BACKGROUND & AIMS: We aimed to perform geriatric assessment in older patients with inflammatory bowel disease (IBD) to evaluate which IBD characteristics associate with deficits in geriatric assessment and the impact of deficits on disease burden (health-related quality of life).
METHODS: A prospective multicenter cohort study including 405 consecutive outpatient patients with IBD aged ≥65 years. Somatic domain (comorbidity, polypharmacy, malnutrition), impairments in (instrumental) activities of daily living, physical capacity (handgrip strength, gait speed), and mental (depressive symptoms, cognitive impairment) and social domain (life-partner) were assessed. Deficits in geriatric assessment were defined as ≥2 abnormal domains; 2-3 moderate deficits and 4-5 severe deficits. Clinical (Harvey Bradshaw Index >4/partial Mayo Score >2) and biochemical (C-reactive protein ≥10 mg/L and/or fecal calprotectin ≥250 μg/g) disease activity and disease burden (short Inflammatory Bowel Disease Questionnaire) were assessed.
RESULTS: Somatic domain (51.6%) and activities of daily living (43.0%) were most frequently impaired. A total of 160 (39.5%) patients had moderate deficits in their geriatric assessment; 32 (7.9%) severe. Clinical and biochemical disease activity associated with deficits (clinical: adjusted odds ratio, 2.191; 95% confidence interval, 1.284-3.743; P = .004; biochemical: adjusted odds ratio, 3.358; 95% confidence interval, 1.936-5.825; P < .001). Deficits in geriatric assessment independently associate with lower health-related quality of life.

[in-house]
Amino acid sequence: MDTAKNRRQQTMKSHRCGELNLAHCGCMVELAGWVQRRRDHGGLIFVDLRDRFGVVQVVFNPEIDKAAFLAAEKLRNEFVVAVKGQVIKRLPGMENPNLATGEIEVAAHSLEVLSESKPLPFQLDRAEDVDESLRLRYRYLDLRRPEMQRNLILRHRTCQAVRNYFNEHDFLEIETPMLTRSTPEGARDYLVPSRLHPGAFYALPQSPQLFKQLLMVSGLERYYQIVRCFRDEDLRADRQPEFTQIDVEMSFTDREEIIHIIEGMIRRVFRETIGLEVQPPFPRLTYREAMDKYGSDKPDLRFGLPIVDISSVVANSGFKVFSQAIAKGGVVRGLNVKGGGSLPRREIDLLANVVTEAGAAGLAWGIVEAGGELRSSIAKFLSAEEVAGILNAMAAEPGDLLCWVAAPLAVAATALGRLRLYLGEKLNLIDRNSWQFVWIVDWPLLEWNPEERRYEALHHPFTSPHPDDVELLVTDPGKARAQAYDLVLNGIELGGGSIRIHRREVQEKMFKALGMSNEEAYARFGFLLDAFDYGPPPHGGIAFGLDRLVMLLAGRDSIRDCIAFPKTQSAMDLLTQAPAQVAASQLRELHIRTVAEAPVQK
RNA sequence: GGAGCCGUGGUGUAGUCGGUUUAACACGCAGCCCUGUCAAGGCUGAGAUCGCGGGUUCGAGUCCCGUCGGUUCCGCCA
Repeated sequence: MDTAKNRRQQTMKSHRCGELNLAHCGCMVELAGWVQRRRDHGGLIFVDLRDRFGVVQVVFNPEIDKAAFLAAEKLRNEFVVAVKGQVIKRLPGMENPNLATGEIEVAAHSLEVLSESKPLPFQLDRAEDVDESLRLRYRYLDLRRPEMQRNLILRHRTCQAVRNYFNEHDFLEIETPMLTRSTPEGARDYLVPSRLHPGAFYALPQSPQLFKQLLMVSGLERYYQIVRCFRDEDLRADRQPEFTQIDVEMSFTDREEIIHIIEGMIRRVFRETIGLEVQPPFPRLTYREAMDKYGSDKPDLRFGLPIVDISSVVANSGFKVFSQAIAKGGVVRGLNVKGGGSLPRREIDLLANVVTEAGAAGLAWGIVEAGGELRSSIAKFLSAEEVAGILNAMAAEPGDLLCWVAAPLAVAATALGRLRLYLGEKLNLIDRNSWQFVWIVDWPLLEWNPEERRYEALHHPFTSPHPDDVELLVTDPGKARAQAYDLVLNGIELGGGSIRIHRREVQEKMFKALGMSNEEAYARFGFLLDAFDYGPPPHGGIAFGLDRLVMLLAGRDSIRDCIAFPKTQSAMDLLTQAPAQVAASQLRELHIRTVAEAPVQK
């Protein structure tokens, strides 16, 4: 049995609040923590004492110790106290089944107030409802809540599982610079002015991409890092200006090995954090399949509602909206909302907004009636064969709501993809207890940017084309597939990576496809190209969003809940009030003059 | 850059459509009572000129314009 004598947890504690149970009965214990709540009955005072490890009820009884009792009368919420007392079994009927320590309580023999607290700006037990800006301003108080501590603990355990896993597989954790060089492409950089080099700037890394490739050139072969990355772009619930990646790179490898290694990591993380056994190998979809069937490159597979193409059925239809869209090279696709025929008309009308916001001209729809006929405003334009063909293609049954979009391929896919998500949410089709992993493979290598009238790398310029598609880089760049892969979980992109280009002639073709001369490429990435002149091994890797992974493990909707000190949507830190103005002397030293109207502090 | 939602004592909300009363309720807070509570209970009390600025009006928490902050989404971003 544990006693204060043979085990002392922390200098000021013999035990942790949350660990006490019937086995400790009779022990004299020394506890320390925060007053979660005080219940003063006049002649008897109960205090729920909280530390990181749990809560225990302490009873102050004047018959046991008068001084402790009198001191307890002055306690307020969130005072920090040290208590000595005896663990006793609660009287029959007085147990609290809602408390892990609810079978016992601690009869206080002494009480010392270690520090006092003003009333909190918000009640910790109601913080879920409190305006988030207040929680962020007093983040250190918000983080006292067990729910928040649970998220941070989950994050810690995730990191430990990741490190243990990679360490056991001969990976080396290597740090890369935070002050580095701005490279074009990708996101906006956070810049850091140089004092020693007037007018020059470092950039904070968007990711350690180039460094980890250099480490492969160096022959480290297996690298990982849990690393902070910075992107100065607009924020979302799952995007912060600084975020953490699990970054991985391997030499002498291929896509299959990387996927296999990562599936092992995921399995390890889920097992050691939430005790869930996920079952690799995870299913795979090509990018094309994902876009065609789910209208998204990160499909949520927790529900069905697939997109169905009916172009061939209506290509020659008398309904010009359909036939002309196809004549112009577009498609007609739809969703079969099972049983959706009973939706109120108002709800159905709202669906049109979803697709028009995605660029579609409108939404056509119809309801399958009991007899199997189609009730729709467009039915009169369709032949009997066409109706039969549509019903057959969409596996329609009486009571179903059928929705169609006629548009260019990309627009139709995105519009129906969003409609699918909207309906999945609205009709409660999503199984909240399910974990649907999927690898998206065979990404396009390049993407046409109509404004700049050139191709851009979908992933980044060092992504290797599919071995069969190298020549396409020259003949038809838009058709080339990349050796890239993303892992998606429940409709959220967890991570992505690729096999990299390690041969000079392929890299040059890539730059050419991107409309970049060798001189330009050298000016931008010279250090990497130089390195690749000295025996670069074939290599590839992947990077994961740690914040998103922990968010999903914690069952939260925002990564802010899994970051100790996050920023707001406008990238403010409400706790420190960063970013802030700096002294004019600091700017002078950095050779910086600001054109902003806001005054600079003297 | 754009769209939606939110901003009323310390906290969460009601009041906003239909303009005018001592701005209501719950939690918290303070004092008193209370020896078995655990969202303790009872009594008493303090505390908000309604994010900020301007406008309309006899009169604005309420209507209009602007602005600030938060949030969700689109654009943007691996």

CONCLUSION: Deficits in geriatric assessment are highly prevalent in older patients with IBD. Patients with active disease are more prone to deficits, and deficits associate with lower health-related quality of life, indicating higher disease burden. Prospective data validating impact of frailty and geriatric assessment on outcomes are warranted to further improve treatment strategies.
|Number of pages||16|
|Journal||Clinical gastroenterology and hepatology|
|Early online date||19 Jun 2021|
|Publication status||Published - May 2022|
- Crohn's Disease
- Geriatric Assessment
- Ulcerative Colitis